Mary Snowdon, Principal Consultant, io consulting
The IEA estimated that to produce all the hydrogen output used today from green energy would result in an electricity demand of 3,600 TWh, more than the total annual electricity generation of the European Union. ‘’We will have to use both green and blue hydrogen. And we also need to consider which projects and locations would allow blue hydrogen to be used and which require green, since blue hydrogen requires a means of storing the captured carbon. Our team at io consulting can help clients determine which type of hydrogen production is feasible for a region and project. ‘’ Mary Snowdon adds.
5. Focus on hard to abate industries and transport.
Hydrogen is not the panacea to the energy transition: it is part of the solution. When integrated with renewable energy into current systems, hydrogen has a significant role to play, if decarbonized.
There are real opportunities to decarbonize domestic heat, or heavy transport (buses, HGVs, trains, shipping) and heavy industries (steel, mining).
Hydrogen can also be used to decarbonize energy and power. Blending ever higher quantities of hydrogen is possible with turbomachinery technology that exists today, and companies like Baker Hughes are pushing the boundaries to achieve what is currently the safest and cleanest option.
6. Oil and gas skillsets are transferrable.
The skills consideration in the hydrogen conversion scenario is the real opportunity for the oil and gas industry. ‘’We are a process industry and hydrogen production and management are a natural fit. Both Baker Hughes with process technology and McDermott with EPC domain expertise (parent companies of io consulting) have been involved in hydrogen projects for many years. It is not new, particularly in refining,’’ mentions Dyson.
A lot of the short to medium term uses of hydrogen will be around industrial applications, because these sectors have the skills which are directly transferrable: oil and gas professionals are used to safety standards and understand complex technical difficulties from hydrocarbon processing. The use of hydrogen to reduce CO2 emissions in the hard to abate, heavy industries makes sense as the technical skills are already there.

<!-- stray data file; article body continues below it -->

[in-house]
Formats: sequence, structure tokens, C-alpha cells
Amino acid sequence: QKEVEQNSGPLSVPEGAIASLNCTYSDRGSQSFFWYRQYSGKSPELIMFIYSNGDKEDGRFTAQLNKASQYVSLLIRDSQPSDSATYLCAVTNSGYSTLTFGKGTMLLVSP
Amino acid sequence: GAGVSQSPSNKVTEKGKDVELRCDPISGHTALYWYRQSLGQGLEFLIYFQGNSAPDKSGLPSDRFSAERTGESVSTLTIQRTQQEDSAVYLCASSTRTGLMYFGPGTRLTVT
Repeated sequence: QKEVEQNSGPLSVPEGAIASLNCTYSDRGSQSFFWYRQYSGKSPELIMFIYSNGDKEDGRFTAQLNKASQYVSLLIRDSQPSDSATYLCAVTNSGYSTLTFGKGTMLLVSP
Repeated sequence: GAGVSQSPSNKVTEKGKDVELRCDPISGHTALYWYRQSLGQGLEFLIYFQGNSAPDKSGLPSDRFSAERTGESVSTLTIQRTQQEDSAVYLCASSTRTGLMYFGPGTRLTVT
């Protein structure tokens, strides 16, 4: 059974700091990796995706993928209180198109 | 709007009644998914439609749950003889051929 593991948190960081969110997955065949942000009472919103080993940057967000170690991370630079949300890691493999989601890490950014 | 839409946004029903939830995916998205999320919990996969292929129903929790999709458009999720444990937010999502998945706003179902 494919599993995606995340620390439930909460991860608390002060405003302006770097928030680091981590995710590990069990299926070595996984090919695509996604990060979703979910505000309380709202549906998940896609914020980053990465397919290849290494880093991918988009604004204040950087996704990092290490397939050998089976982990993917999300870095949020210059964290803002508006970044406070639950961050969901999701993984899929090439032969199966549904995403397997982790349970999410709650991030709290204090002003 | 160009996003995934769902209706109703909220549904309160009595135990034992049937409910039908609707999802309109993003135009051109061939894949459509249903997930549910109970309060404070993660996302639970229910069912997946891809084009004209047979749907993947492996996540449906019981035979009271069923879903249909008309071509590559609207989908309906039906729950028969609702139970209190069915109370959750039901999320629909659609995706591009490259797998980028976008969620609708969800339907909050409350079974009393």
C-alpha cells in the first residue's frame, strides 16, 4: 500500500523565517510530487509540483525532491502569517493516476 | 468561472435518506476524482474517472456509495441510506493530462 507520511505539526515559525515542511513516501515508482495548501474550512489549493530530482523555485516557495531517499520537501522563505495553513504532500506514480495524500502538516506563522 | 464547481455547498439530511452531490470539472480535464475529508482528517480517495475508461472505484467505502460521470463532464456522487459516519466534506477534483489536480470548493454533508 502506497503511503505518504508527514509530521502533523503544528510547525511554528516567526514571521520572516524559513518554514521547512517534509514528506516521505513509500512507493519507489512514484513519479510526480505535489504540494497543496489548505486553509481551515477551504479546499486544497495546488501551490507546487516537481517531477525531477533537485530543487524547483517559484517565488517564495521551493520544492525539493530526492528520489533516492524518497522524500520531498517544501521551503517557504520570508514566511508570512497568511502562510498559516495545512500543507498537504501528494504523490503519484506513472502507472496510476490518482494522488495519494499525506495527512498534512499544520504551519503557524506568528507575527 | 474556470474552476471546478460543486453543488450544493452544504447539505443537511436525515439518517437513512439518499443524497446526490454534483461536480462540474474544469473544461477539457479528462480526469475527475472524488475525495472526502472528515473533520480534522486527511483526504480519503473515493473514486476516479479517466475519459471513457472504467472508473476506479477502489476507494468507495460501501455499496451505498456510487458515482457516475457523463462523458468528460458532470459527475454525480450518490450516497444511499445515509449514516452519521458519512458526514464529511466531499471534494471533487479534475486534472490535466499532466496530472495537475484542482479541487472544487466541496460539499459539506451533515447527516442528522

Experienced chemical engineers already have the skills and tools needed, what they learned at university and on the job to design the entire hydrogen production facility. ‘’This is where the Baker Hughes compression domain expertise makes sense,’’ Mary Snowdon emphasizes, ‘’almost every process in the hydrogen production facility is a process which has been utilized extensively in the oil and gas industry whether that be water treatment, gas dehydration and compression, oxygen treatment and liquefaction, piping design… etc. the only new aspect for an engineer with a background in oil and gas is the electrolysis process. ‘’ With the right people collaborating and technical fidelity involved, very complex projects will be managed successfully.
7. The role of digital
The danger of transferring skills from the oil and gas industry is to bring all of the good, yet also all of the bad practices and habits.
‘’It shouldn’t be business as usual: we need a different way of executing projects which goes back to the digitalization of the industry,’’ insists Dyson.
‘’We must transform the way in which we design, plan and deliver projects”
Richard Dyson, CEO, io consulting
Defining the role of the data scientist in delivering energy transition projects and how the industry realizes the ‘digital dollar’ are paramount. ‘’We must transform the way in which we design, plan and deliver projects, in a space where market potential is worth billions of dollars’’ he adds.
8. Break down barriers to adoption.
Barriers to adoption of hydrogen in the energy system can be multiple.
First, in an industrial complex already manufacturing hydrogen, the operator’s main concerns will be around increasing the use of renewable sources to convert from grey to green hydrogen, and location can be the real roadblock here.
Secondly, some of the barriers exist to convert to gas grids. There are real challenges presented by the current regulatory regime in each country. In the UK for example, gas networks legislate the maximum amount of hydrogen one can blend in natural gas at 1.4%. Nations are now faced with the daunting process of changing legislation. Groups like the Hydrogen Council are educating lawmakers and pushing for changes in regulations to overcome today’s barriers to hydrogen adoption.
Finally, public perception is also an issue with hydrogen adoption. Despite general opinion, hydrogen is not less safe than hydrocarbons. It’s different in its behavior, but no more a danger to the public than petrol in cars, or natural gas in a pipeline. ‘’We have to be aware that the hydrogen solution is not all green. It will be a mixture of Blue and Green hydrogen to meet requirements,’’ warns Dyson.
Source: Baker Hughes